Make #3 At Last!

While I was enjoying all the game-creations this week, I was struggling to create one on my own. My first idea was inspired by the Brian Kelley’s film-image-race: His game involving linked film images reminded me of Renga, a form of Japanese poetry described by the Academy of American Poets as:

Renga, meaning “linked poem,” began over seven hundred years ago in Japan to encourage the collaborative composition of poems. Poets worked in pairs or small groups, taking turns composing the alternating three-line and two-line stanzas. Linked together, renga were often hundreds of lines long, though the favored length was a 36-line form called a kasen. Several centuries after its inception, the opening stanza of renga gave rise to the much shorter haiku.

To create a renga, one poet writes the first stanza, which is three lines long with a total of seventeen syllables. The next poet adds the second stanza, a couplet with seven syllables per line. The third stanza repeats the structure of the first and the fourth repeats the second, alternating in this pattern until the poem’s end.

Contemporary practitioners of renga have eased the form’s traditional structural standards, allowing poets to adjust line-length, while still offering exciting and enlightening possibilities. The form has become a popular method for teaching students to write poetry while working together.

And then, this morning, BrainPickings provided the inspiration I was looking for! Two of my passions merged – an alphabet book and a simple word game. Here’s the amazing book, one to surely add to my alphabet book collection:


My adaptation would be to make it a “One Letter – More or Less” game of story telling modeled after the book but allowing for letter additions as well as subtractions.

So, while  “the Cramp lost it’s R and could now go to camp” there’s also the possibility of, “The hose finding a U and building a house.” See what I mean? But the book by Michael Escoffier (author) and Kris Giacomo (illustrator) is the true game-starter! I will post this in our Facebook space just in case anyone wants to try it out together. Which makes me think of a challenge – how to make this a collaborative game? Could the sentences created by each person be linked to the previous one in some way or is that too restrictive? What if only the letters were designated, so rename the game “GRACE: More or Less” – and each sentence uses the next letter in the name. I’ll start:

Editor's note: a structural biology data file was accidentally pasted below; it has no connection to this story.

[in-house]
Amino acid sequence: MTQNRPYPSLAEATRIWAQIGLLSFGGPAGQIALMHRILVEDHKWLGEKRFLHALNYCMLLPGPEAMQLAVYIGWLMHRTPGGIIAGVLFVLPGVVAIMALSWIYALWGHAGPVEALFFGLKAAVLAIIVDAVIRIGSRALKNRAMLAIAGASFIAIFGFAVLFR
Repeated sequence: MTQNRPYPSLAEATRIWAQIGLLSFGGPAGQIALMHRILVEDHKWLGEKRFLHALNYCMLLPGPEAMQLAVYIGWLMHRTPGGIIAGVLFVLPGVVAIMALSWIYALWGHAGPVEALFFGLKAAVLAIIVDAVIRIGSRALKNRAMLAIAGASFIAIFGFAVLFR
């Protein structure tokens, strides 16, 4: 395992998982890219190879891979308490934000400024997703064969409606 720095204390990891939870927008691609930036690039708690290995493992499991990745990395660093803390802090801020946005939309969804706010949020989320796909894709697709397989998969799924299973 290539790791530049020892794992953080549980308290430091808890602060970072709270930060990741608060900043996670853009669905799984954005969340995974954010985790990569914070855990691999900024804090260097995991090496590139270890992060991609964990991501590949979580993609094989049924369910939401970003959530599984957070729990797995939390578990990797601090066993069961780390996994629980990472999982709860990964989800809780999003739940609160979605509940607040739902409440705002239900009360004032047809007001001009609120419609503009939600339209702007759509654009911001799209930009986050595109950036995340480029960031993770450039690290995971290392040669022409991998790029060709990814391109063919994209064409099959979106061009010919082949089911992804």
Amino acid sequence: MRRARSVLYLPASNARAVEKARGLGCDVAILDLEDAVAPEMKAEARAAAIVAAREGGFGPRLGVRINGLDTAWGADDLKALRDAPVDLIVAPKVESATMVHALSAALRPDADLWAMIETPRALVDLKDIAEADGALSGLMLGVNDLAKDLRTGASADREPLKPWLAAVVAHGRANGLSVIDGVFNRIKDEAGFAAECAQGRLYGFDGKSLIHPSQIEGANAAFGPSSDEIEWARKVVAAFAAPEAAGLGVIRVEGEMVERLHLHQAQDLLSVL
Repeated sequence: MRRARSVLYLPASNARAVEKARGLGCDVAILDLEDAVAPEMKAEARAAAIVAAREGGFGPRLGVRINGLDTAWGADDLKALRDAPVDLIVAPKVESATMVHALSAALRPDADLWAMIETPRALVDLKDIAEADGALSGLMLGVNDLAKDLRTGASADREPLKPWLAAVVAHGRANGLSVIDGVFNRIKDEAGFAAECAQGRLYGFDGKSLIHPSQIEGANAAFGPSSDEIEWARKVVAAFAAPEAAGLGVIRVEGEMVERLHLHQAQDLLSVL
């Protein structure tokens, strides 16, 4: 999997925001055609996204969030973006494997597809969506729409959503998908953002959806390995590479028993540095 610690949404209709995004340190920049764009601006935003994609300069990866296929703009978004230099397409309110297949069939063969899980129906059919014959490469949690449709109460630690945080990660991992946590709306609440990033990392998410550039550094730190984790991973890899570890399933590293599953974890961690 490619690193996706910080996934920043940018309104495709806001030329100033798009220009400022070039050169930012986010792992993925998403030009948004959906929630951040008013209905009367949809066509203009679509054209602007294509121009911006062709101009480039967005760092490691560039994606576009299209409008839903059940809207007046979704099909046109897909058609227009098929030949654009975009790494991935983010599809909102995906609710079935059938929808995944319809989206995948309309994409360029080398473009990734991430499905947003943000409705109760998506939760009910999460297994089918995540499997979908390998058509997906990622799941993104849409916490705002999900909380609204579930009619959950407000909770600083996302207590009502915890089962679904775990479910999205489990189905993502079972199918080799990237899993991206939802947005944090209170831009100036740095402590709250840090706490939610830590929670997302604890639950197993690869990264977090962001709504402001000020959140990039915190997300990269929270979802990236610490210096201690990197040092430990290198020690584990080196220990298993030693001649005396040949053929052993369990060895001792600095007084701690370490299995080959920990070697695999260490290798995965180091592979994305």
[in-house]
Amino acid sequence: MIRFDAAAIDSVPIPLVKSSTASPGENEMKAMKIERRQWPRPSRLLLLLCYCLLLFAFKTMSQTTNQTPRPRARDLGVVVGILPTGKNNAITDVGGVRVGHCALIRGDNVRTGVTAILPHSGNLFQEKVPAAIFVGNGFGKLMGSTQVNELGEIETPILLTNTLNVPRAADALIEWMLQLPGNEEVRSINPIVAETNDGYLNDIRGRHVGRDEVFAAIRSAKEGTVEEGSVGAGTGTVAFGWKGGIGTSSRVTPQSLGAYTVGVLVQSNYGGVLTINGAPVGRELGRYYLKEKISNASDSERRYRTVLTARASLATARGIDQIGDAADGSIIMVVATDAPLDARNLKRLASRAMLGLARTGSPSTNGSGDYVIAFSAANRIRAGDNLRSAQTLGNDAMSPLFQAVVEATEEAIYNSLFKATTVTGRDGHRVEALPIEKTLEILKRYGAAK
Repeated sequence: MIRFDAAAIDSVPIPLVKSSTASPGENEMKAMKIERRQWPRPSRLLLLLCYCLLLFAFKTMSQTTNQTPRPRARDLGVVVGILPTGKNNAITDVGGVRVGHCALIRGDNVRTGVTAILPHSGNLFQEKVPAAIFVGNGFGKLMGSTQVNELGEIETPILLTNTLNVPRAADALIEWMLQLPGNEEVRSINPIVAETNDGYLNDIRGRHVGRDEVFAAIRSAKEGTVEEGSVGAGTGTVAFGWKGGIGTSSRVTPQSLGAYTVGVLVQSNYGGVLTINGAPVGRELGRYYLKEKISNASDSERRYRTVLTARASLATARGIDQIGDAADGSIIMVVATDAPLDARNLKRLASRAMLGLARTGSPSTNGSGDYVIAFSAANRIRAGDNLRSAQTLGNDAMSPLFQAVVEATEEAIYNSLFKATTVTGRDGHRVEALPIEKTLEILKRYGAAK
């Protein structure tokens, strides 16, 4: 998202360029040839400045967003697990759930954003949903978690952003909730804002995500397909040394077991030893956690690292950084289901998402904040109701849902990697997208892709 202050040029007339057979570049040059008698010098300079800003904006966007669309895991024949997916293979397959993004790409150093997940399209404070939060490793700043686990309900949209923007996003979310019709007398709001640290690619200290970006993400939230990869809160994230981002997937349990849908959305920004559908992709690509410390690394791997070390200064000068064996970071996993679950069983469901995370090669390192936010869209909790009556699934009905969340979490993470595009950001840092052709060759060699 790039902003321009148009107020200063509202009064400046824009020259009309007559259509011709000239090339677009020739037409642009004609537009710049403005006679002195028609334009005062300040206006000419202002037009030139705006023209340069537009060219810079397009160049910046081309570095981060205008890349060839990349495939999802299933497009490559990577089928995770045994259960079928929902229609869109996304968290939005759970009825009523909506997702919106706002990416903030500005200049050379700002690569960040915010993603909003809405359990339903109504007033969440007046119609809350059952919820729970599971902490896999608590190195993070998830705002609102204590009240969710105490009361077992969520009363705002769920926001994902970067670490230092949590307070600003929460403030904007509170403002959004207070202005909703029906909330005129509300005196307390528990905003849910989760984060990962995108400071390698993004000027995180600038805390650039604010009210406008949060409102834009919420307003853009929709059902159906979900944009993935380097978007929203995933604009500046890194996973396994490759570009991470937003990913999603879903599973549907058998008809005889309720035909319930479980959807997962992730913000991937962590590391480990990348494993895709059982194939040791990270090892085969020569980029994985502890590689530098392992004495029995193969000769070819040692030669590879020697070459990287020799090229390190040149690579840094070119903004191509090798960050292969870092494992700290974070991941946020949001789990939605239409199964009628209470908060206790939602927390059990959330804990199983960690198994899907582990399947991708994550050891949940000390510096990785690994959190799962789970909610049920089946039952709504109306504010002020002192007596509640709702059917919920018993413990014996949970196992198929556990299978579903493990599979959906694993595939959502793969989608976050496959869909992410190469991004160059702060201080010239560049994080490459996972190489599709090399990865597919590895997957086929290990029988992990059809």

I was having TEA when the G opened the garden GATE.

Anyone want to take the next letter – R?

My reflection on this week of making is this: Staying connected both within the community (seeing the variety of game types being created) and outside the community (staying tuned-in to a site like BrainPickings) makes making happen! Maybe not right away, maybe not easily. But the ideas gathered even randomly over time can roll themselves up into a manageable seed of creativity. Thank you to the CLMOOC community!

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